The People Speak has evolved over the years with many great guests who have been interviewed by some very fine hosts.
We are a 55 minute show airing every other Sunday between 5-6pm Pacific/8-9pm Eastern. The show features a guest interview from any number of realms of interest (entertainment, science, philosophy, healing, spirituality, activism, politics, literature, etc.).
The guests share their stories, lives, strategies, books, philosophy, films, music, or whatever it is they use as a vehicle for making a difference for the better.
The radio show name, The People Speak, is based on the idea of allowing our audience - the People - a chance to interact with the guests during the hour, and we take phone or text questions from them during the interview.
Past guests include such notables as Nobel Peace Laureate Archbishop Desmond Tutu, the late Howard Zinn, Nobel Laureates Mairead Maguire, Shirin Ebadi, Kathryn Najimy, Oliver Stone, Jesse Ventura, Richard Belzer, Cynthia McKinney, Cindy Sheehan, Scott Horton, Joan Jett, Willie Nelson, George Galloway, Roseanne Barr, Ed Asner, Chevy Chase, as well as various reps from Amnesty International, UN World Food Programme, and many others.
CHRISTOPHER LANGAN was born in San Francisco and spent most of his early life in Montana. His mother was the daughter of a wealthy shipping executive but was cut off from her family; his father died or disappeared before he was born. He began talking at six months, taught himself to read before he was four, and was repeatedly skipped ahead in school. But he grew up in poverty and says he was beaten by his stepfather from when he was almost six to when he was about fourteen. By then Langan had begun weight training, and forcibly ended the abuse, throwing his stepfather out of the house and telling him never to return.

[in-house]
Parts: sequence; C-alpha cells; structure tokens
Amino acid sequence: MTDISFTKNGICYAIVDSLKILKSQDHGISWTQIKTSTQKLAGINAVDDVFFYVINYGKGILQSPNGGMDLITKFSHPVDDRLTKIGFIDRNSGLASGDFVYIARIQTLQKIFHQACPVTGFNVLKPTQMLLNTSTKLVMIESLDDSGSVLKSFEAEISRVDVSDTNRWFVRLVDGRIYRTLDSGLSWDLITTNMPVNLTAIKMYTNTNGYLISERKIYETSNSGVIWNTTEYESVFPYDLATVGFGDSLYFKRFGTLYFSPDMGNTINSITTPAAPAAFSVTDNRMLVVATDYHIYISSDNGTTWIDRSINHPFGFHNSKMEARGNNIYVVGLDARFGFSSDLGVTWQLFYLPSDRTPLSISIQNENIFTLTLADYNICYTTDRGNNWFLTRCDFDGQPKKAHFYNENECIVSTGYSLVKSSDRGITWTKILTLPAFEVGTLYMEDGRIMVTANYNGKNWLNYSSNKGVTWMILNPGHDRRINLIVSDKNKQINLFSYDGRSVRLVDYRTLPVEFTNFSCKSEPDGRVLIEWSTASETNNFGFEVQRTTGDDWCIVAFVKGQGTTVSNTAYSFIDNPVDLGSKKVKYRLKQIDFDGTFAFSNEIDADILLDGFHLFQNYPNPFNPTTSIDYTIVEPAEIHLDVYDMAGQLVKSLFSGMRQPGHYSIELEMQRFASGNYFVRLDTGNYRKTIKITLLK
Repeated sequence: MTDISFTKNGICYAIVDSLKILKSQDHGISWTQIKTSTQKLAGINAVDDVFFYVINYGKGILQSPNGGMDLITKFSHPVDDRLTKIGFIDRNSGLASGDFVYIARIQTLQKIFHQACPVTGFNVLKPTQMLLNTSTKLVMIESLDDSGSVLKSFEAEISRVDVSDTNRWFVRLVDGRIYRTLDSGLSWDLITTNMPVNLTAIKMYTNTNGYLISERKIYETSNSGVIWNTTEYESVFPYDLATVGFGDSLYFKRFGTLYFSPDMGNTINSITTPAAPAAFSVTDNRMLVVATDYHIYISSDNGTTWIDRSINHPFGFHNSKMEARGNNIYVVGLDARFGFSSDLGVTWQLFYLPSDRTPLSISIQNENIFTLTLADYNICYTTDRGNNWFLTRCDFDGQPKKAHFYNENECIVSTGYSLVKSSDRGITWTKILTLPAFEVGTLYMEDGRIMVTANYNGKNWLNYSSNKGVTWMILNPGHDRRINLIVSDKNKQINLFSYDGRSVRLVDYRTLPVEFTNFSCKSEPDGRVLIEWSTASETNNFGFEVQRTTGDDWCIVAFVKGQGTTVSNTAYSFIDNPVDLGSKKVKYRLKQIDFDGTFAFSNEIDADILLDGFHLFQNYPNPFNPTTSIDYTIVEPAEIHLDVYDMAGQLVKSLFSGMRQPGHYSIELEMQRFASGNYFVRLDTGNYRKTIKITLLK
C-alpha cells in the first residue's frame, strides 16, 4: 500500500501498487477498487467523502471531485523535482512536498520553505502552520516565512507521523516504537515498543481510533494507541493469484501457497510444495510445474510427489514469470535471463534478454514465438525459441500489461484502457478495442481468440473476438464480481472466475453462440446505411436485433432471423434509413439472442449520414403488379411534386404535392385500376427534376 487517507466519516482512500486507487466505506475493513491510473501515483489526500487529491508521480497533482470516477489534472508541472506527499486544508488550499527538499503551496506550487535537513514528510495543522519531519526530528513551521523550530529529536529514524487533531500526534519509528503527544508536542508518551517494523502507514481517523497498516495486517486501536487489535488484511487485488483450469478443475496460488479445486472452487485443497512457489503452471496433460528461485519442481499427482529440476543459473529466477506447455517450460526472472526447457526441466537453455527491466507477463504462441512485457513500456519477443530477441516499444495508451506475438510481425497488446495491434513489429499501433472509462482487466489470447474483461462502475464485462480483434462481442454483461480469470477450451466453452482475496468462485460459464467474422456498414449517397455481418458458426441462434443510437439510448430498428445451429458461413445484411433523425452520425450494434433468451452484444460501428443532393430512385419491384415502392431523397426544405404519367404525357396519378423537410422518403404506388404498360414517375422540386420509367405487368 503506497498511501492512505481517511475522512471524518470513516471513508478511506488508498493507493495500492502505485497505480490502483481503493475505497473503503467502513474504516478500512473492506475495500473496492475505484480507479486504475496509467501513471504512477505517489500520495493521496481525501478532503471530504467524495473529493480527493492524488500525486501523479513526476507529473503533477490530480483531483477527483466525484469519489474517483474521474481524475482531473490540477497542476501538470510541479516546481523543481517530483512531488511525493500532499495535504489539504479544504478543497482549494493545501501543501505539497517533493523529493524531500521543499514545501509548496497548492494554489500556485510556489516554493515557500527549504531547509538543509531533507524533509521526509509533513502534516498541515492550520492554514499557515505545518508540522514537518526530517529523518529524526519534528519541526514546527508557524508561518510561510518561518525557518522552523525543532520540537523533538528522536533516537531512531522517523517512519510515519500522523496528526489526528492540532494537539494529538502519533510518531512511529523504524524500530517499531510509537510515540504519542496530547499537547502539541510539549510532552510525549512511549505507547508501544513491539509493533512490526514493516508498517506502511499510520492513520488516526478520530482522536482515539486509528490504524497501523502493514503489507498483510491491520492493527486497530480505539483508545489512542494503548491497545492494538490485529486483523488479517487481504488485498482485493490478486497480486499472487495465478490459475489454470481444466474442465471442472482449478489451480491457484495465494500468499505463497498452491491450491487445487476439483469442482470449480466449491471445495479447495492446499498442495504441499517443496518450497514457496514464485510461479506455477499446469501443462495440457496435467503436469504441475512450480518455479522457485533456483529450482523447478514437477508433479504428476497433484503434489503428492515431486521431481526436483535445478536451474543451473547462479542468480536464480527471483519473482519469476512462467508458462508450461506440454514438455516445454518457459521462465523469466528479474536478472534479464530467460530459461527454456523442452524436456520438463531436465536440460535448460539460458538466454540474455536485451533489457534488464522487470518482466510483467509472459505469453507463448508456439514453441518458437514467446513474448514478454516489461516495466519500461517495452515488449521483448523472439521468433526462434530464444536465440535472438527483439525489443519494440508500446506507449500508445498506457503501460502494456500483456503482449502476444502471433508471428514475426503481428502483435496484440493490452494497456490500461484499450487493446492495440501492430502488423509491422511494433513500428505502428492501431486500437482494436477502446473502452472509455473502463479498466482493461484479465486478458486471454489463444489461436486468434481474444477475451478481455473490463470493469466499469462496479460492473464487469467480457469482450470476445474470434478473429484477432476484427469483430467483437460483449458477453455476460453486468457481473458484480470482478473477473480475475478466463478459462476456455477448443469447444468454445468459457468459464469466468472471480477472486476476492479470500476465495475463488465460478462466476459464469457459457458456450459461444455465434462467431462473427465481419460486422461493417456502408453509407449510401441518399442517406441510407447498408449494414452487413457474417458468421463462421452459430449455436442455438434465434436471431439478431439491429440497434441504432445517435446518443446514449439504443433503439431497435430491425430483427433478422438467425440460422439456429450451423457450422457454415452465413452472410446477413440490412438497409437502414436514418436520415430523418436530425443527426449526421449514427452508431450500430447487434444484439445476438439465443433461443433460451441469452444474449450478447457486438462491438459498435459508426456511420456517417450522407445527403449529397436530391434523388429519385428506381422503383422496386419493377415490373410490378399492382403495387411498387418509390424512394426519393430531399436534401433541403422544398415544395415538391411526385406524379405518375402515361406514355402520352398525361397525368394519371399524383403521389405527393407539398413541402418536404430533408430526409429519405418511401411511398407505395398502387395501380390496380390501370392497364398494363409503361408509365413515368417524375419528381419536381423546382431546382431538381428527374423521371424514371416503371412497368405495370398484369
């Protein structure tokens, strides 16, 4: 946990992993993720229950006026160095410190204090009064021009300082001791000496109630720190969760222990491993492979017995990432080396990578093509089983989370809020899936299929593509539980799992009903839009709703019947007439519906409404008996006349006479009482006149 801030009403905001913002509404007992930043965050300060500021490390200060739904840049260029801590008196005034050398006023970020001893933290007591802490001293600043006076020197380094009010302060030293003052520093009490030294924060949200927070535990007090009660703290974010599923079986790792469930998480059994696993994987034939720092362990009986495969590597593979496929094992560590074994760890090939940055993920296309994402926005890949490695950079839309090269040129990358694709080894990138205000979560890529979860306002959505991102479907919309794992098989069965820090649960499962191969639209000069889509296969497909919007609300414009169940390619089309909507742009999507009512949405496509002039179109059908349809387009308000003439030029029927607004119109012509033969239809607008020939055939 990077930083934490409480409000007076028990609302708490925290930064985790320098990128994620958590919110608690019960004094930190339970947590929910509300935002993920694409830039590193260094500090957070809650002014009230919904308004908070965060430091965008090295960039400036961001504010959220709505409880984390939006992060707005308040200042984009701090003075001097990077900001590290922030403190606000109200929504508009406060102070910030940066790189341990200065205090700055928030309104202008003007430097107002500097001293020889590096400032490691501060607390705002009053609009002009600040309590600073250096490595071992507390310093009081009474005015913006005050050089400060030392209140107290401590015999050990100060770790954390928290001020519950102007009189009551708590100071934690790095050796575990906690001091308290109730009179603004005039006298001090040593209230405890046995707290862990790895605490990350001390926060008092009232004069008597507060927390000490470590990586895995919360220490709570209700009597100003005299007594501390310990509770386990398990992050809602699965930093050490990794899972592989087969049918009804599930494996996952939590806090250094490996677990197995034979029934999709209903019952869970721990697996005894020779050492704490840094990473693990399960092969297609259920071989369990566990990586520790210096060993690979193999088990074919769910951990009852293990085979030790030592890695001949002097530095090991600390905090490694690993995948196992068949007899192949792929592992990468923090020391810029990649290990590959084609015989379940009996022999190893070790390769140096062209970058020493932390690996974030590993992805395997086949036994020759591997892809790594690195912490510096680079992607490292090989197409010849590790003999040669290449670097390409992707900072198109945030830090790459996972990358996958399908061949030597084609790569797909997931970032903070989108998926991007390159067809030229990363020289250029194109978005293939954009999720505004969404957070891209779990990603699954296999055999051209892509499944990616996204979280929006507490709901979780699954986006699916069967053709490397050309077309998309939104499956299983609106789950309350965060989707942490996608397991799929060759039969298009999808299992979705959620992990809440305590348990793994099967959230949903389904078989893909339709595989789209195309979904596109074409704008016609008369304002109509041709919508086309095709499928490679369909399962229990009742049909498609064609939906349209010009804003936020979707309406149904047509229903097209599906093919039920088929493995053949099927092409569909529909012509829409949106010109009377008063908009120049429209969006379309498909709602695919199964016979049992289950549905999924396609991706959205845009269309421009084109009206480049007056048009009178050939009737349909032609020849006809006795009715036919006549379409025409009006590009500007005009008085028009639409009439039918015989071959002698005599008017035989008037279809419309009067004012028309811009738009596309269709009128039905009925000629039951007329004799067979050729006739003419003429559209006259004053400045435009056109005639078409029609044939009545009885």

Langan says he spent the last years of high school mostly in independent study, teaching himself "advanced math, physics, philosophy, Latin and Greek, all that". His brother recalls that "when Christopher was fourteen or fifteen, he would draw things just as a joke, and it would be like a photograph. When he was fifteen, he could match Jimi Hendrix lick for lick on a guitar."
After earning a perfect score on the SAT Langan attended Reed College and later Montana State University, but faced with finance and transportation problems, and believing that he "could literally teach his professors more than they could teach him", dropped out.
He took a string of labor-intensive jobs, and by his mid-40s had been a construction worker, cowboy, forest service firefighter, farmhand, and for over twenty years, a bouncer on Long Island, New York. He says he developed a "double-life strategy", on one side a regular guy, doing his job and exchanging pleasantries, and on the other side coming home to perform equations in his head, working in isolation on his Cognitive-Theoretic Model of the Universe.
Wider attention came in 1999, when Esquire magazine published a profile of Langan and other members of the high-IQ community. Billing Langan as "the smartest man in America", the article's account of the weight-lifting bouncer and his CTMU "Theory of Everything" sparked a flurry of media interest. Board-certified neuropsychologist Dr. Robert Novelly tested Langan's IQ for 20/20, which reported that Langan broke the ceiling of the test. Novelly was said to be astounded, saying: "Chris is the highest individual that I have ever measured in 25 years of doing this."
Articles and interviews highlighting Langan appeared in Popular Science,The Times, Newsday, Muscle & Fitness (which reported that he could bench press 500 pounds), and elsewhere. Langan was featured on 20/20,interviewed on BBC Radio and on Errol Morris's First Person, and participated in an online chat at ABCNEWS.com. He has written question-and-answer columns for New York Newsday, The Improper Hamptonian, and Men's Fitness.
On January 25, 2008, Langan was a contestant on NBC's game show 1 vs. 100, where he won 250,000.
Today Chris continues to work on an upcoming book soon to be published.